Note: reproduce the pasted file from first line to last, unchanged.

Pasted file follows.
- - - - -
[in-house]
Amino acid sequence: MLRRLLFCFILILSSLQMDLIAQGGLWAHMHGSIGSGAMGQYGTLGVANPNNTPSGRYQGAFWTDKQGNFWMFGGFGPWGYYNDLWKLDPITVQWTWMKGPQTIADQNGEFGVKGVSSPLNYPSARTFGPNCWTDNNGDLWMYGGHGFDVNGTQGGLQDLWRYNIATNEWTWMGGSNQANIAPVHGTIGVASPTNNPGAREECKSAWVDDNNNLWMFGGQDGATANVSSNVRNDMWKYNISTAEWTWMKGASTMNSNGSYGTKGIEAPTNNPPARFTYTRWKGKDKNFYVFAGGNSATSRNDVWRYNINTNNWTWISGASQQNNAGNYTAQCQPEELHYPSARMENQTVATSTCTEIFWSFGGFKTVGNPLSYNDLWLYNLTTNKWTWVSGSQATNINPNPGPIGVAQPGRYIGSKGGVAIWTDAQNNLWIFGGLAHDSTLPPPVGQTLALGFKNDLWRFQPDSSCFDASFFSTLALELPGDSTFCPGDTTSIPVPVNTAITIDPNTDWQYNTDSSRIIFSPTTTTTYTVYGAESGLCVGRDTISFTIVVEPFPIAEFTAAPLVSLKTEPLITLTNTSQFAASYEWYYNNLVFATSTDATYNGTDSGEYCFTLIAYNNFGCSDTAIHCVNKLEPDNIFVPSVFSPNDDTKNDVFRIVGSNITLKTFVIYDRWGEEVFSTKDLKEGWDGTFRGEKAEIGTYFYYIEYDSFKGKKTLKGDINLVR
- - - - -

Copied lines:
[in-house]
Amino acid sequence: MLRRLLFCFILILSSLQMDLIAQGGLWAHMHGSIGSGAMGQYGTLGVANPNNTPSGRYQGAFWTDKQGNFWMFGGFGPWGYYNDLWKLDPITVQWTWMKGPQTIADQNGEFGVKGVSSPLNYPSARTFGPNCWTDNNGDLWMYGGHGFDVNGTQGGLQDLWRYNIATNEWTWMGGSNQANIAPVHGTIGVASPTNNPGAREECKSAWVDDNNNLWMFGGQDGATANVSSNVRNDMWKYNISTAEWTWMKGASTMNSNGSYGTKGIEAPTNNPPARFTYTRWKGKDKNFYVFAGGNSATSRNDVWRYNINTNNWTWISGASQQNNAGNYTAQCQPEELHYPSARMENQTVATSTCTEIFWSFGGFKTVGNPLSYNDLWLYNLTTNKWTWVSGSQATNINPNPGPIGVAQPGRYIGSKGGVAIWTDAQNNLWIFGGLAHDSTLPPPVGQTLALGFKNDLWRFQPDSSCFDASFFSTLALELPGDSTFCPGDTTSIPVPVNTAITIDPNTDWQYNTDSSRIIFSPTTTTTYTVYGAESGLCVGRDTISFTIVVEPFPIAEFTAAPLVSLKTEPLITLTNTSQFAASYEWYYNNLVFATSTDATYNGTDSGEYCFTLIAYNNFGCSDTAIHCVNKLEPDNIFVPSVFSPNDDTKNDVFRIVGSNITLKTFVIYDRWGEEVFSTKDLKEGWDGTFRGEKAEIGTYFYYIEYDSFKGKKTLKGDINLVR